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Rampf and Gascoyne on Suzuka set-up 06 Oct 2005

Felipe Massa (BRA) Sauber Petronas C23.
Formula One World Championship, Rd17, Japanese Grand Prix, Qualifying, Suzuka, Japan, 10 October 2004 Giancarlo Fisichella (ITA) Sauber Petronas C23.
Formula One World Championship, Rd17, Japanese Grand Prix, Qualifying, Suzuka, Japan, 10 October 2004 Jarno Trulli (ITA) Toyota TF104B.
Formula One World Championship, Rd17, Japanese Grand Prix, Qualifying, Suzuka, Japan, 10 October 2004 The Toyota garage by night
Formula One World Championship, Rd17, Japanese Grand Prix, Qualifying day, Suzuka, Japan, 8 October 2004 Olivier Panis (FRA) Toyota TF104B.
Formula One World Championship, Rd17, Japanese Grand Prix, Race, Suzuka, Japan, 10 October 2004

Two of Formula One’s finest engineering brains explain exactly why Japan’s Suzuka circuit poses such a technical challenge - and hence why the teams and drivers love racing there…

Willy Rampf, technical director, Sauber:
"Achieving fast laps at Suzuka is all about getting a good balance on the car. Apart from the relatively long back straight where low drag would be beneficial, this is a high downforce circuit. We will be aiming primarily with our set-up to create a car that is neutral and driveable. In particular the Esses at the start of the lap are crucially important. That's where the driver needs a car that changes direction quickly and precisely. Any handling imbalance will cost you a lot of time there.

“Further round the lap the wide variety of corners, especially the challenging 130R which is one of the great corners in F1, pushes the drivers and the car to their extreme limits.

"Due to its high number of corners, Suzuka is very hard on the tyres. The tyre degradation could be decisive for the race pace. That's another reason why you need good handling balance, to preserve the tyres as much as you possibly can.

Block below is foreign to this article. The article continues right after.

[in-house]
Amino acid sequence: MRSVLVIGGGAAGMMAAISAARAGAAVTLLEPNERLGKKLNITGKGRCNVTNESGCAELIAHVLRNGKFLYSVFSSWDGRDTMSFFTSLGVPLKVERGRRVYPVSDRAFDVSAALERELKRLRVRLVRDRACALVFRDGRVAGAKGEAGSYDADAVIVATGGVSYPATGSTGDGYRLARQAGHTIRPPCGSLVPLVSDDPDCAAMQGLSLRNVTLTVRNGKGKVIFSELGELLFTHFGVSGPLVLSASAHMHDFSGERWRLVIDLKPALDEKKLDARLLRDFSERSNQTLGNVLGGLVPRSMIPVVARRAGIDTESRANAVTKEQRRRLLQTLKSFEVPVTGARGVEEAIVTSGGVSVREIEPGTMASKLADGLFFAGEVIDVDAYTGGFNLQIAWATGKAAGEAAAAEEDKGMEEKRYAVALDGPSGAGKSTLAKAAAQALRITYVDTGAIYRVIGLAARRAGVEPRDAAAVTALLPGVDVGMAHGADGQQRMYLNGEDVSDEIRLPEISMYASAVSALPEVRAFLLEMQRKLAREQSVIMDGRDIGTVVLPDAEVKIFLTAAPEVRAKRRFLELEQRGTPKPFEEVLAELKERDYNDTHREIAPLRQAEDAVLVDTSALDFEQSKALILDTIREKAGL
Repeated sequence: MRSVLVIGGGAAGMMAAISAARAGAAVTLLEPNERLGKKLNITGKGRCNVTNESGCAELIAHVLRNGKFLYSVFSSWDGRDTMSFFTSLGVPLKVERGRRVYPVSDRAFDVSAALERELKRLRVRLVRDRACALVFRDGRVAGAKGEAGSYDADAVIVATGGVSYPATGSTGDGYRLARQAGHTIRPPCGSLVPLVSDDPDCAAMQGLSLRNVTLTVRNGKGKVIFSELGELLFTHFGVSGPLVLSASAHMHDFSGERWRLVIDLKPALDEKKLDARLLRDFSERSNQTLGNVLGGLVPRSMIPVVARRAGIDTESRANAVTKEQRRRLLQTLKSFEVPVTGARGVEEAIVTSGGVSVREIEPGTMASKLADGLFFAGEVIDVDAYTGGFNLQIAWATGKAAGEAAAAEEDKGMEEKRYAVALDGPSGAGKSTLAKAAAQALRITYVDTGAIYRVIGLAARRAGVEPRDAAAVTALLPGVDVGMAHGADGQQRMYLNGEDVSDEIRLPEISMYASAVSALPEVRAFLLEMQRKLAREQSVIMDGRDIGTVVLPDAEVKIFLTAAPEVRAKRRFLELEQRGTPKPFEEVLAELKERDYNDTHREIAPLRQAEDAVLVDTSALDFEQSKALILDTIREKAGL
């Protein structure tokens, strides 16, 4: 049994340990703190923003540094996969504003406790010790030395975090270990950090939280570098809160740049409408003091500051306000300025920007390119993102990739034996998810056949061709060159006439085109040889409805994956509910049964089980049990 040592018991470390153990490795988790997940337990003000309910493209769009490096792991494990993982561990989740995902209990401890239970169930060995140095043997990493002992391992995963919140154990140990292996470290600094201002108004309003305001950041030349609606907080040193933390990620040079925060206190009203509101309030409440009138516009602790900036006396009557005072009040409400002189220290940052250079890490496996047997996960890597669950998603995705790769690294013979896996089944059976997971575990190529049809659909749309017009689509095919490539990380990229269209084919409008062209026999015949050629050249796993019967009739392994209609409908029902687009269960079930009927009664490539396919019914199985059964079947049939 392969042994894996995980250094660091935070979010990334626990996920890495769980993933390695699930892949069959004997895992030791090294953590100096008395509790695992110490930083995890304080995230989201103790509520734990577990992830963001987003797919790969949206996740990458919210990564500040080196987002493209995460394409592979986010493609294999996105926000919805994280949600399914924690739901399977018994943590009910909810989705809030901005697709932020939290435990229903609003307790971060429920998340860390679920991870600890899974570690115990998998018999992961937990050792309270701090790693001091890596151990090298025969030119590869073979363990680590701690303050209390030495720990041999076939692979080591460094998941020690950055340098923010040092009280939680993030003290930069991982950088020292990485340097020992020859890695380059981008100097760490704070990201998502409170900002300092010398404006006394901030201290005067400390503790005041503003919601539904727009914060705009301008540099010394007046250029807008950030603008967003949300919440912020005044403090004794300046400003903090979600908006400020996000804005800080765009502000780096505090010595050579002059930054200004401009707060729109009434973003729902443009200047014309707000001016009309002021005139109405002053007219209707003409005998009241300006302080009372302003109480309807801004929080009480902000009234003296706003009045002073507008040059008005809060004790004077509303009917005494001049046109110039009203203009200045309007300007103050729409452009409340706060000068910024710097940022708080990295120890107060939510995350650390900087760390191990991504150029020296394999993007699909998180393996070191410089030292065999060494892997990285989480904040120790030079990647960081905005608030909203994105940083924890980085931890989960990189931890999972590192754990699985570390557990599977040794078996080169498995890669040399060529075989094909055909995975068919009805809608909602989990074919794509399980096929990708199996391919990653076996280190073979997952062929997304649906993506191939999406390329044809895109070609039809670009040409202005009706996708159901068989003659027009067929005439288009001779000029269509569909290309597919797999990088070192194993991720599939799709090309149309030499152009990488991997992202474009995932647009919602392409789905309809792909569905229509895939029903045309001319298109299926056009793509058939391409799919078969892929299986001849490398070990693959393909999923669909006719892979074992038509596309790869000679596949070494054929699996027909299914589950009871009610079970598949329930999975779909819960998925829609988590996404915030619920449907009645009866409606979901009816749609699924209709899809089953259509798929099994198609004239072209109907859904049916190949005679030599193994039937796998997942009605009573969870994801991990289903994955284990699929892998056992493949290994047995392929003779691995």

"Apart from that Suzuka is a real drivers' circuit; it is an 'old' narrow track with a lot of medium and high-speed corners and very little run-off area where a small driving error means the end of the race. For the drivers it is equally demanding on the physical side as the corner density is one of the highest of the season."

Mike Gascoyne, technical director (chassis), Toyota:
"Suzuka is an extremely challenging circuit, enjoyed by both drivers and engineers. It ranks alongside Spa as most people's favourite.

“What makes Suzuka stand out is that it contains a rich blend and mix of corners, including the fast and tricky 130R and the daunting first corner leading up to the Esses. We also have a slow hairpin and the long double-apex left-hand Spoon corner. Unlike Spa, there are no long straights so we run with fairly high levels of downforce.

“The only real passing opportunity can be found heading into the chicane before the end of the lap, but following a car closely through 130R is difficult, so drivers have to be totally committed to pull that off.”

For more on the Suzuka circuit and its history, click here